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Solar-Powered Airplane With Cameras and WLAN

High-resolution images are sent to a ground station in nearly real time. An experimental airborne remote sensing system includes a remotely controlled, lightweight, solar-powered airplane (see figure) that carries two digital-output electronic cameras and communicates with a nearby ground control and monitoring station via a wireless local-area network (WLAN). The speed of the airplane — typically <50 km/h — is low enough to enable loitering over farm fields, disaster scenes, or other areas of interest to collect high resolution digital imagery that could be delivered to end users (e.g., farm managers or disaster-relief coordinators) in nearly real time.

Posted in: Physical Sciences, Briefs

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A Resonator for Low-Threshold Frequency Conversion

A nonlinear dielectric whispering-gallery resonator would be poled for quasiphase-matching. A proposed toroidal or disklike dielectric optical resonator (dielectric optical cavity) would be made of an optically nonlinear material and would be optimized for use in parametric frequency conversion by imposition of a spatially periodic permanent electric polarization. The poling (see figure) would suppress dispersions caused by both the material and the geometry of the optical cavity, thereby effecting quasi-matching of the phases of high-resonance-quality (high-Q) whispering-gallery electromagnetic modes. The quasi-phase-matching of the modes would serve to maximize the interactions among them. Such a resonator might be a prototype of a family of compact, efficient nonlinear devices for operation over a broad range of optical wavelengths.

Posted in: Physical Sciences, Briefs, TSP

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Helicity in Supercritical O2/H2 and C7H16/N2 Mixing Layers

This report describes a study of databases produced by direct numerical simulation of mixing layers developing between opposing flows of two fluids under supercritical conditions, the purpose of the study being to elucidate chemical species-specific aspects of turbulence, with emphasis on helicity. The simulations were performed for two different fluid pairs — O2/H2 and C7H16/N2 — at similar values of reduced pressure.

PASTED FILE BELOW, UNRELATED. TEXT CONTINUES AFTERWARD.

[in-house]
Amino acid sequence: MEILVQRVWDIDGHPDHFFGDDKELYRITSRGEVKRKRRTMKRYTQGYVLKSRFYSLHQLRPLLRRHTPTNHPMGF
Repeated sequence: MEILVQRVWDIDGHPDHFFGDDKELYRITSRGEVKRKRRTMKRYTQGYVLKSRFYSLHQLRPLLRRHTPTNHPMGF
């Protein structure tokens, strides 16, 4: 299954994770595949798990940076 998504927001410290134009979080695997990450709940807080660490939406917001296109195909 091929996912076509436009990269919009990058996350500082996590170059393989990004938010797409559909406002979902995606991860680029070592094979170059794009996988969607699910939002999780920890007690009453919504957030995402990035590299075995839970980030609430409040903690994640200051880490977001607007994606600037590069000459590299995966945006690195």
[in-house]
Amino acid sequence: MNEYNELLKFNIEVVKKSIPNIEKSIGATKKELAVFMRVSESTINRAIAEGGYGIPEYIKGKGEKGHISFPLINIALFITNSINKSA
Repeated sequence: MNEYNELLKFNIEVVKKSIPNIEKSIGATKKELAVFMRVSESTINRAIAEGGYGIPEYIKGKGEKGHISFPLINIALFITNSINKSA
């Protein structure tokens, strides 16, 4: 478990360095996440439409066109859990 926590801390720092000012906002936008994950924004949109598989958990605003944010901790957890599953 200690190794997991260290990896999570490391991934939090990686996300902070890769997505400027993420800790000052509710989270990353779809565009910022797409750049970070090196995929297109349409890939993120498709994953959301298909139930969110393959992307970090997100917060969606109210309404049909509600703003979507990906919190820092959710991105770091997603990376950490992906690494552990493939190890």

Posted in: Physical Sciences, Briefs, TSP

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Doping-Induced Interband Gain in InAs/AlSb Quantum Wells

A paper describes a computational study of effects of doping in a quantum well (QW) comprising a 10-nm-thick layer of InAs sandwiched between two 21-nm-thick AlSb layers.

Posted in: Physical Sciences, Briefs, TSP

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Large Fluvial Fans and Exploration for Hydrocarbons

A report discusses the geological phenomena known, variously, as modern large (or large modern) fluvial fans or large continental fans, from a perspective of exploring for hydrocarbons.

Posted in: Physical Sciences, Briefs

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Subsurface Ice Probe

Small samples of ice would be melted and pumped to the surface for analysis. The subsurface ice probe (SIPR) is a proposed apparatus that would bore into ice to depths as great as hundreds of meters by melting the ice and pumping the samples of meltwater to the surface. Originally intended for use in exploration of subsurface ice on Mars and other remote planets, the SIPR could also be used on Earth as an alternative to coring, drilling, and melting apparatuses heretofore used to sample Arctic and Antarctic ice sheets.

Posted in: Physical Sciences, Briefs, TSP

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Real-Time Simulation of Aeroheating the Hyper-X Airplane

Computational simulations are expected to provide for initial design choices. A capability for real-time computational simulation of aeroheating has been developed in support of the Hyper-X program, which is directed toward demonstrating the feasibility of operating an air-breathing ramjet/scramjet engine at mach 5, mach 7, and mach 10. The simulation software will serve as a valuable design tool for initial trajectory studies in which aerodynamic heating is expected to exert a major influence in the design of the Hyper-X airplane; this tool will aid in the selection of materials, sizing of structural skin thicknesses, and selection of components of a thermal-protection system (TPS) for structures that must be insulated against aeroheating.

Posted in: Physical Sciences, Briefs

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